Thursday, 2 July 2009

Nineteen Eighty-Four (George Orwell)

I hated Nineteen Eighty-Four.

It was fascinating; it was dense. I skipped entire pages of text that rambled on about the new philosophy behind the state; I read and re-read the appendix where Orwell expounds (at great length) on the post-English language spoken in his world.

Nineteen Eighty-Four shows a new, totalitarian world taken over by a regime. Everything is monitored. There is a new religion. The thought-police are watching you everywhere. You don't know who you can trust; everyone could be a spy. And the penalty isn't death.

The book explores this world, explores families and relationships and work in a world where everyone is under suspicion and, ultimately, your enemy.

This book explores physical and psychological torture, and it's horrific.

This book explores how you can really betray the only person you love.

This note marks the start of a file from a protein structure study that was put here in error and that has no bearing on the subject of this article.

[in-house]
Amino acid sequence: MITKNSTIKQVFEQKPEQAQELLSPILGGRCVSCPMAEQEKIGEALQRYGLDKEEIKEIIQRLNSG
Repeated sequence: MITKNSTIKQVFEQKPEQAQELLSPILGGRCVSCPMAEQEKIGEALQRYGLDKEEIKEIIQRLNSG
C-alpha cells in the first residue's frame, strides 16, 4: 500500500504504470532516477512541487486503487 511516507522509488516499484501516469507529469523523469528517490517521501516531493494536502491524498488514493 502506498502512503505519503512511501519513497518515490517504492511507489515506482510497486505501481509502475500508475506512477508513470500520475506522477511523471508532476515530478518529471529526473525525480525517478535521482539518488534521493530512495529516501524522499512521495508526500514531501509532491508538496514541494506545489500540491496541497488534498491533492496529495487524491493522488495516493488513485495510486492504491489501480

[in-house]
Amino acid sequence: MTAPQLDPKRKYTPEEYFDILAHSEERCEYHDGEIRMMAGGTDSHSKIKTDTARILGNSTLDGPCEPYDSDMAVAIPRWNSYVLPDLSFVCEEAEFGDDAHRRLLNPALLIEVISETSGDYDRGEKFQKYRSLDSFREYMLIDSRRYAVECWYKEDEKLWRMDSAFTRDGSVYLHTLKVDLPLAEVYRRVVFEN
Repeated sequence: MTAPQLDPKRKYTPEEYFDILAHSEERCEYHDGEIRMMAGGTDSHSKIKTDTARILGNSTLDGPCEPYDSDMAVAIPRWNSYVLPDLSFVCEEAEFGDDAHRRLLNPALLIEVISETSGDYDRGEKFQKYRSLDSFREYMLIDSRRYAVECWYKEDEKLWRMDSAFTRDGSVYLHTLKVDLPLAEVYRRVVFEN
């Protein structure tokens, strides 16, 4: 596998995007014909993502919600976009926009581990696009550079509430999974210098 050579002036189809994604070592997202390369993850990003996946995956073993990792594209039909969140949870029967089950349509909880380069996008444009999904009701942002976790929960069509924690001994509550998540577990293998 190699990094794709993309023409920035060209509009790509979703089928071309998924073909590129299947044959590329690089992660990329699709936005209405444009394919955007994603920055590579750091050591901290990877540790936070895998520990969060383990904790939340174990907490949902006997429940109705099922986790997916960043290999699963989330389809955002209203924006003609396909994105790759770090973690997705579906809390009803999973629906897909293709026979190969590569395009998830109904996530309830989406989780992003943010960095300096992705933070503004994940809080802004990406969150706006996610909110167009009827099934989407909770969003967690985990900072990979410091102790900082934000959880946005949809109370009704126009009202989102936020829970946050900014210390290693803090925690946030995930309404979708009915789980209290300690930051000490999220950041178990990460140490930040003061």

This book explores the worst fate you can suffer. Not death, and not torture, but the loss of self. The loss of who you are, of what you believe.

A rebel's death is meaningless, but a rebel's conversion is everything.

I found this book horrible to read. I couldn't put it down. I waited for the happy ending; I couldn't understand how it could have a happy ending.

It made me think about a lot of things. It gave me new story ideas; it gave me a concept behind the government in my current WIP.

Have I spoiled the story? I'm not sure. It's too complex to wholly spoil. Would I recommend it? I'm not sure. It's a classic, and for a good reason.

But I hated that book.

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